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The Week That Was...February 19 - 26
February 26, 2007
Batman and Floppin
"I have designed and built a cricket bat-shaped car," said the designer to the men in white. Sadly (or fortunately, if you're in the market for a willowy motor) it's all completely true. K Sudhakar has devoted the last six months of his life into designing a 25-foot-long car shaped like a cricket bat, as an attempt to cheer on India for the World Cup. "It is very good," said one passer-by. "It is splendid idea. Good idea for this World Cup." It's not quite in the same bat-mobile league as Bruce Wayne's sleek Lincoln Futura (originally built by Ford in 1955). Nevertheless, with the humble drinks trolleys of world cricket taking various bizarre shapes and sizes, Sudhakar might (finally) have struck gold. No room for Robin, though.
Bob will not be happy
From mad Indians to mad Morpethians. Villagers from Morpeth in Northumberland are attempting to break the world record for the longest continuous cricket match: 33 hours 30 minutes, which was set by Griffith University in Brisbane, Australia, last year. Quite what Bob Willis, the Sky commentator who spontaneously self-combusts at the very mention of slow over-rates, would make of this epic folly is anyone's guess. No word yet on ticket prices or availability but, if you've 34 hours to kill - or just fancy watching some cricket - head to Red Row CC on May 26.
Sing when you're losing
This is not the time for Australia to be celebrating. Rudely brought back down to terra firma during the Commonwealth Bank Series - their noses further ground into New Zealand's volcanic mud in the Chappell-Hadlee Trophy - they are off, bandages and all, to The Celebration of Australian ODI cricket this week at Luna Park in Sydney. Still winners, even when they're losing. Rumours of Paul Collingwood making a surprise guest appearance have yet to be confirmed.
Maidens; bouncers; puns and worse
You can't rely on The Sun for an awful lot, but Britain's leading tabloid rag can be entrusted to use any tournament, event (even political rally) as an excuse to strip their harem of models to the waist. Enter stage left The Sun's World Cup Babes XI, and cue photo captions of "BOUNCERS" underneath a picture of Pamela Anderson. Each team is amply represented: Kirsty Gallacher for Scotland; Rachel Hunter for New Zealand; Orlaith McAllister for Ireland and, looking as lost for words as we were, Keeley for England.
Super mutt, that
Darren Gough and Mark Ramprakash have both strutted their Strictly stuff in the UK and now Michael Bevan, that most clinical and calculated one-day finisher, is embarrassing himself all for our gleeful entertainment. Bevan is a participant in Celebrity Dog School in Australia - another "reality" show in which celebrities, and Bevan, train, groom and pamper their dogs. And Bevan's dog? A Maltese Terrier, a canine whose name belies its effeminate image: a dog as likely to frighten intruders with its red ribbons and makeup as the snarling row of (designer-white) teeth. One website, which claims not to be a tribute to Richie Benaud, describes the fluffy canines: "Long, pure white and silky he can look extraordinarily glamorous if the work is put in but it means daily grooming; although it does not shed it matts readily."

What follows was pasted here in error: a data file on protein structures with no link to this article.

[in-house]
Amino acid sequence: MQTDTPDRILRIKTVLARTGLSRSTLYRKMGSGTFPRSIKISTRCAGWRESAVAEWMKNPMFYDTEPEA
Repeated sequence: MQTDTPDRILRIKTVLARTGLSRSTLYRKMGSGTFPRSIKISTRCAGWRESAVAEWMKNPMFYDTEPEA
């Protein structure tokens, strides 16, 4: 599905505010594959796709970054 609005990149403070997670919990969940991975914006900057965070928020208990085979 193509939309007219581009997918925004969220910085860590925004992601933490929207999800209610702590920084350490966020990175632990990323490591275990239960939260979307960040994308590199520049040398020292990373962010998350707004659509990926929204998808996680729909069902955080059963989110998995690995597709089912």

Bevan isn't alone, either, as Anil Kumble has announced he'll be appearing on the big screen too. India's lolloping leggie is to join the likes of Vinod Kambli, Shoaib Akhtar - even Brett Lee, who released a music video in India a couple of weeks ago - in the colourful world of Bollywood. Kumble will appear in Meerabai Not Out - unsurprisingly, a cricket flick directed by Chandrakant Kulkarni.
Spotted on MySpace
The consummate professional, the new Richie Benaud, an anchorman respected across the world. These phrases have all been used to describe Mark Nicholas, the former England cricketer turned TV commentator and presenter. Imagine our surprise, then, of seeing Mark - or, as we affectionately call him throughout Cricinfo Towers, Nicho - and his immovable hair on MySpace. It all seemed innocent enough, and legitimate, until we read who he would most like to meet. "My two biggest fans - Brittany and Adam." Brittany - not the newly shaven-headed Spears - appears to be a rather leggy blonde, but we couldn't find Adam. Worryingly, one of the many comments his fans have submitted said she was "just looking for someone to have fun with online" (leaving a particularly revealing photo). All in all, Mark has rather more friends, or fans, than he might imagine...
Erapalli Prasanna on a thoroughbred professional whose basics were extraordinarily strong
Rob Steen: Historically a strong Yorkshire has acted as a supply line for the Test team, and the current crop hints at longevity
The thrills are rather low-octane, and the tournament overly India-centric. On several counts, it is not yet a global T20 showpiece event
Gavin Larsen talks about wobbly seam-up, the 1992 World Cup, and his role in the next tournament
Samir Chopra: It is one not reserved for those at high levels: the most exalted experiences can come in humble settings
As West Indies play their 500th Test, here's an interactive journey through their Test history